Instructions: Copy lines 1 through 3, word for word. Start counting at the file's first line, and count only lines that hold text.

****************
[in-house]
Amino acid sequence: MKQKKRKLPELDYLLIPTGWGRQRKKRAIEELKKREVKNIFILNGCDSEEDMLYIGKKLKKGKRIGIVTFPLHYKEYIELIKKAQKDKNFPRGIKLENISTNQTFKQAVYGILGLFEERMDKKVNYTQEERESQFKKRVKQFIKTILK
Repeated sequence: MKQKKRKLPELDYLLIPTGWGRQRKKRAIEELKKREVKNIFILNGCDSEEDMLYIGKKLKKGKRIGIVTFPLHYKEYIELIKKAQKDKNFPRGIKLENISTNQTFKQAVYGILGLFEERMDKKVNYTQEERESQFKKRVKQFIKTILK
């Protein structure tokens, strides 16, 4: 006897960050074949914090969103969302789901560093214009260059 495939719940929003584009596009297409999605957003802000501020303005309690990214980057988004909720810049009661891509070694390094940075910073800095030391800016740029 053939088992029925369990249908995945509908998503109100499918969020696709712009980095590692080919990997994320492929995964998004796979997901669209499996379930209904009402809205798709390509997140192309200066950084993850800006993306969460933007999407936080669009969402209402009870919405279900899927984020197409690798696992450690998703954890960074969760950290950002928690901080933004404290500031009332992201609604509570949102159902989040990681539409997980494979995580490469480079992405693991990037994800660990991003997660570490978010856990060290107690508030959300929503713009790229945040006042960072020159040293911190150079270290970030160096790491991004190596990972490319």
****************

[in-house]
Amino acid sequence: MKQKKRKLPELDYLLIPTGWGRQRKKRAIEELKKREVKNIFILNGCDSEEDMLYIGKKLKKGKRIGIVTFPLHYKEYIELIKKAQKDKNFPRGIKLENISTNQTFKQAVYGILGLFEERMDKKVNYTQEERESQFKKRVKQFIKTILK
Repeated sequence: MKQKKRKLPELDYLLIPTGWGRQRKKRAIEELKKREVKNIFILNGCDSEEDMLYIGKKLKKGKRIGIVTFPLHYKEYIELIKKAQKDKNFPRGIKLENISTNQTFKQAVYGILGLFEERMDKKVNYTQEERESQFKKRVKQFIKTILK